The feelings of extreme bewilderment that the Western presentation of homosexuals as a distinct group of its own is capable of provoking in Arab countries is illustrated by a travelogue by the renowned Egyptian columnist Fami Huwaidi from July 30th, 2002 in the daily newspaper al-Ahram.  Huwaidi had participated in a congress of the social democratic Friedrich Ebert Foundation in Berlin, which happened to coincide with the Christopher Street Day parade.  In front of his hotel on Kurfürstendamm, Huwaidi witnessed the procession of half a million lesbians and gays:

I had never seen this type of people before and I began to stare at the passers-by in order to get a better look [. . .] I noticed a group of photographers and television crews who had come to cover the march and document the events.  I was disturbed by the thought that my image could be seen among the crowd on the sidewalk, a notion that gave rise within me not to fear, but rather unease.  But I calmed down — a bit — since thank God, my wife was at my side, so my innocence must be presumed.  May God strengthen you and protect you from false accusations!27

This passage reveals the extent to which the fear of accusations of homosexuality in Egypt has already flourished.  The paradox of the passage, however, consists in the fact that homosexuals appear to represent in their essence something completely foreign and unknown, but at the same time in their activity represent something deeply familiar that can be attributed with some plausibility to everyone, even a married man.  In the same breath that Huwaidi spurns homosexuals as a purely Western phenomenon, he seeks protection from — apparently not altogether unfounded — accusations against himself and his readers.  The particular distance Huwaidi is anxious to express from the “perverse,” for example by comparing them with animals,28 is also due to the particular familiarity that connects their stigmatized existence with one’s own actions.

Perhaps for that reason we can better understand the grotesque dimensions that the persecution of homosexuals has taken on in countries where the introduction of the homo/hetero binarism is more recent or even most recent.  Is it not precisely in those countries where the greatest force must be expended for the splitting-off of a homosexual minority?  The psychological labor that consists of externalizing the internal, which Freud called projection, therefore takes on the character of a full-blown mania.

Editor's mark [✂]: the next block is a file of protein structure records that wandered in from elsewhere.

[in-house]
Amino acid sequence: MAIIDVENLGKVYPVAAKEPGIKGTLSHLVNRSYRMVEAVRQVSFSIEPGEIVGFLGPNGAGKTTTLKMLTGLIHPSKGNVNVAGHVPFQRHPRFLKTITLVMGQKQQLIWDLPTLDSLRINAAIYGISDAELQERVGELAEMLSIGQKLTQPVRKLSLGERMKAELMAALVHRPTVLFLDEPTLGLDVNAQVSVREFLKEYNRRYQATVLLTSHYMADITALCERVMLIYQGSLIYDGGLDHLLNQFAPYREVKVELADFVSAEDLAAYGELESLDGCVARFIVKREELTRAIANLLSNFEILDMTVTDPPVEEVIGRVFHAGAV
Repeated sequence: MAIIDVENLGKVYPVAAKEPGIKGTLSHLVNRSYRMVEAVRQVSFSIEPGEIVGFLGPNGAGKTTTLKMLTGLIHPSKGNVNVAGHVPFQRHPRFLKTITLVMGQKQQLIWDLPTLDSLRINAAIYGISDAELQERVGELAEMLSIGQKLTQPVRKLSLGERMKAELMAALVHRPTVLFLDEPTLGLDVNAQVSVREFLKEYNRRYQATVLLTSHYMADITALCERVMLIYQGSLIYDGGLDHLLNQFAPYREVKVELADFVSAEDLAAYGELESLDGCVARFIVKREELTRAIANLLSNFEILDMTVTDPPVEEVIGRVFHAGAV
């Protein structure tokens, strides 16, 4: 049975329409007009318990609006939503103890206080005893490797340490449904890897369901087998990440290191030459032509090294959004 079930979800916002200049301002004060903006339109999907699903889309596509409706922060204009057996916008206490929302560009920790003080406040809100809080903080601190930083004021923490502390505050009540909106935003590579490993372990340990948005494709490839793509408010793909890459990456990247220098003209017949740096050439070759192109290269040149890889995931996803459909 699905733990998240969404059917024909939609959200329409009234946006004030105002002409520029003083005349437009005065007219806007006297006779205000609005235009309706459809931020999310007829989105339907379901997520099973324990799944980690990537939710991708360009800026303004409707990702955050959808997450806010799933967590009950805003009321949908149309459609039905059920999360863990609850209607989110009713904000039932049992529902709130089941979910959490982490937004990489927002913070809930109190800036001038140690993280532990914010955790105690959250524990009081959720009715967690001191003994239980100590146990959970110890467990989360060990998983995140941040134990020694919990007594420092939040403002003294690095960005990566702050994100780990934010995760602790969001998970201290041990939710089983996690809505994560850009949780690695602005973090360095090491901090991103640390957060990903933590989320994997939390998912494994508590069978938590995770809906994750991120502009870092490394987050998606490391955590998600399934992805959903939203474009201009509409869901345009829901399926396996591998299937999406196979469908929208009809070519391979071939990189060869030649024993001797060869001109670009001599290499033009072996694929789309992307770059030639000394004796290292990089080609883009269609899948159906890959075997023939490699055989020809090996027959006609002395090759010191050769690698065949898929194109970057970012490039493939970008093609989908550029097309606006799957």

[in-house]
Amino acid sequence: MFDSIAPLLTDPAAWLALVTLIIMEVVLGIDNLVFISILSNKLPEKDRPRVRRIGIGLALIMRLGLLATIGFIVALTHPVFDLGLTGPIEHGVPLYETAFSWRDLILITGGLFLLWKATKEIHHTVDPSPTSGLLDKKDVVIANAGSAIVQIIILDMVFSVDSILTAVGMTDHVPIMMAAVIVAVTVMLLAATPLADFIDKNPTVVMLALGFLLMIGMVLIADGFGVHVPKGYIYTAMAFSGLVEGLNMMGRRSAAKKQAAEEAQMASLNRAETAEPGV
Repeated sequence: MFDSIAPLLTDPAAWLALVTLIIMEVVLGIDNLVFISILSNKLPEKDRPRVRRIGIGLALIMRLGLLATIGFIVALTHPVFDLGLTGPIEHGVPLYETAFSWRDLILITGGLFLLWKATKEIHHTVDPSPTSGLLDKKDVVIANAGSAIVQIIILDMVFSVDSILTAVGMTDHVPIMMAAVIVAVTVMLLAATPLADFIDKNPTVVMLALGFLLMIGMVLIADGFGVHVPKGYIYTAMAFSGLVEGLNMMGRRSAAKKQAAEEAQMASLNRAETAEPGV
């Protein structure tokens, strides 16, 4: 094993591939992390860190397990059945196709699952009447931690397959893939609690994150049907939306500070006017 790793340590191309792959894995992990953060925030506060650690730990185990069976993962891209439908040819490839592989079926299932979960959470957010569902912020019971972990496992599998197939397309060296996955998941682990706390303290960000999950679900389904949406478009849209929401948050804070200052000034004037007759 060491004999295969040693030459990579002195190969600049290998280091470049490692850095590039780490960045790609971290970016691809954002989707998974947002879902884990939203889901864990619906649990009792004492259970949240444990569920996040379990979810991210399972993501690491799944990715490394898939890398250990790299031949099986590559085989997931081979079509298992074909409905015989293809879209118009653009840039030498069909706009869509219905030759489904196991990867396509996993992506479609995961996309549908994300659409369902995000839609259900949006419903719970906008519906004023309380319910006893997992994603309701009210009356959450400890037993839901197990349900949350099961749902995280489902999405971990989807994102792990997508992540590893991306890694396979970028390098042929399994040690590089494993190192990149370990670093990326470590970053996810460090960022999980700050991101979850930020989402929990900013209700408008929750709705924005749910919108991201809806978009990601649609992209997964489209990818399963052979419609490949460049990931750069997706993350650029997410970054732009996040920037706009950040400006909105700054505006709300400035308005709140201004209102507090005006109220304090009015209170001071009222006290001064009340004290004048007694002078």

Thus, in a hitherto unprecedented trial against 52 allegedly gay Egyptians who in 2001 were arrested in the Queen Boat, a popular discotheque on the Nile, 21 individuals were sentenced to three years of prison each for “habitual debauchery.”  The media saw a satanic sect at work in the disco circle.  The day after the mass arrests, al-Ahram, a newspaper close to the government, reported that the “devil worshippers” had attempted to “win new members for their cult.”  The protests by human rights groups abroad were commented upon in the Egyptian weekly al-Usbu’a as follows: “The perverts of the world are waging a relentless war against Egypt!”  The newspaper Hadith al-Medina asserted that the supporters of the “perverts” were working with “full power” toward the “destruction of the system of values” that sustains Egyptian society and were even part of the strategy of US foreign policy.  Many months before Ruz al-Yussif had spread details concerning this alleged conspiracy, according to which the homosexuals, who “have become a force in the USA strong enough to influence the most recent elections,” were along with the Jehovah’s Witnesses part of a network of Jewish conspiracies aiming at “tearing societies apart, sowing doubt towards religion, and talking the insecure into vice.”29

The transformation of erotic relationships among men from a system of friendship to that of homosexuality changes the lifeworld in a threatening way.  It marks the panicked beginning of sorting people according to their sexual orientation.  Linked to it is the compulsion to practice a “hermeneutic of desire”30 with regard to one’s own sexual activity and, if needed, to confess: “I am different.”  Guilt and defensiveness, dissociation and projection are the concepts to be used to explain the terrorist climate of accusations and draconian punishments.

But the effects of this process, which play out at the level of transcendental forms of thought, remain inscrutable to practical reason, which is primarily concerned with concrete actions.  To practical reason, they thus appear as machinations of “devil worshippers.”  Once more it is the Jews who serve — along with American intelligence agencies, Western human rights organizations, and homosexual organizations — as sinister puppet masters.  In Europe, the Jews have already been made responsible for the sexual degradation of the “national community of morals” since the beginning of the 20th century.31

However, just as the aforementioned effects of historical transformation are inscrutable to local observers in Egypt, events in the Arab-Islamic world are, to the Western eye, also only accessible on the basis of a perspective that naturalizes identitarian forms of thought, in a way that acts out one’s own superiority, which is ultimately racist.  This is noticeable in discourses concerning countries outside of Europe, in which the existence of lesbians and gays is assumed without question.  Thus a German scene magazine writes concerning the events in Egypt: “At least we homos civilized in the West wish to save face and distance ourselves emphatically from the unbearable conditions under which our sisters in Egypt suffer.”32  The addressing of sisters in Egypt assumes in a completely un-problematized way the existence of one’s own forms of thought in the land on the Nile.